20 Apr

Real-time fMRI neurofeedback and self-regulation of negative emotional affectivity

A review paper describing progress and challenges of rtfMRI neurofeedback in the regulation of negative emotions. The review critically describes and contrasts a selection of the existing scientific literature on this topic, and discusses the contribution of these sources to your central question.

The paper was written for a writing assignment during my second year bachelor degree. The article was not peer reviewed or published in any scientific journal.


Research showed that negative emotions not only lead to psychological problems and mental disorders such as anxiety and depression, but they can also cause impairment of physical health including tobacco dependence, coronary heart disease and cancer. Real-time functional magnetic resonance imaging (rtfMRI) neurofeedback is a new technique that involves training patients to control the activation in specific brain regions. The method involves individualizing the brain area where the activity needs to be regulated and providing the participant with a real-time feedback about the activation. rtfMRI neurofeedback has been used to train subjects to regulate brain regions involved in negative affectivity. The most important brain regions involved in emotional regulation are the amygdala, the anterior cingulate cortex (ACC), and the insula. The paper describes current discoveries in which participants learned to regulate these brain areas giving satisfactory evidence for emotional regulation with rtfMRI, and proposes new challenges for future research.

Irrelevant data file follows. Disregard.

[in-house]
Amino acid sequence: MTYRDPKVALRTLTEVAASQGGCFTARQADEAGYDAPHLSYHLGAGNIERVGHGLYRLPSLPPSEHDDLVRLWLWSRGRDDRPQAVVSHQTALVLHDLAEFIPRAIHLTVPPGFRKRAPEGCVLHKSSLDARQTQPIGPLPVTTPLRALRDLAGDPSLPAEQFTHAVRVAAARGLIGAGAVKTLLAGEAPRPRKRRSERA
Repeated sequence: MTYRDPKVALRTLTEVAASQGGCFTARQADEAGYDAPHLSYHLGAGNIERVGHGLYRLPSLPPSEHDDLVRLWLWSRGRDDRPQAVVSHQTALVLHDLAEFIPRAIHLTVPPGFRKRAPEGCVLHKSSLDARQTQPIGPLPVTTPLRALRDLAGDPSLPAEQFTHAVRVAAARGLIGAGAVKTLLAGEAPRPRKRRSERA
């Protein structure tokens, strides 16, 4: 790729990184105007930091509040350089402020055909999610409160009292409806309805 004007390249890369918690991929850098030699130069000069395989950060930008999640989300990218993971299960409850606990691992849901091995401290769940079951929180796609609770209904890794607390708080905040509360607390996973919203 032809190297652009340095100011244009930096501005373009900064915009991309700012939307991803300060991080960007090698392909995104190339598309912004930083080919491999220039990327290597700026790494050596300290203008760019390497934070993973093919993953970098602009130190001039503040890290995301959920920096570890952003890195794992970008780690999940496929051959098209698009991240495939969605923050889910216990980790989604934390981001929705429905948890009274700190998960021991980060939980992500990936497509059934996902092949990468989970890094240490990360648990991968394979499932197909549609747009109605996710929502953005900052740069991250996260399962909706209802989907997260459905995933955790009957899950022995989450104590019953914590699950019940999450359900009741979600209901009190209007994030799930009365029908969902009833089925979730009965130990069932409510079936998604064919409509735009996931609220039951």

Click to read the full paper

09 Apr

SNIF-ACT- A Model of Information Foraging on the World Wide Web

The presentatoin describes a computational model that mimics people interaction with the WWW. This model is important because provides principles for improving usability and helps people to understand the best way to find and use information on the web for significant problems such as health, finance, career, etc.

Authors: Pirolli, P. L. & Fu, W-T.

Year: 2003

Link to the original paper

SNIF-ACT integrates Information Foraging Theory and the ACT-R model. The latter is a computational model developed by Anderson to model human psychology. In order to understand how humans interact with the web, the authors registered all states and events of two users while they interacted with the web. These data were saved in a database and compared via a user-tracing architecture to the data produced by the SNIF-ACT model.

The ACT-R architecture is based on two major components:

Declarative memory includes knowledge represented in chunks that can be either active or not active. Active chunks represent the knowledge required in a particular time. For example, they could represent the current goal of finding an information of the WWW.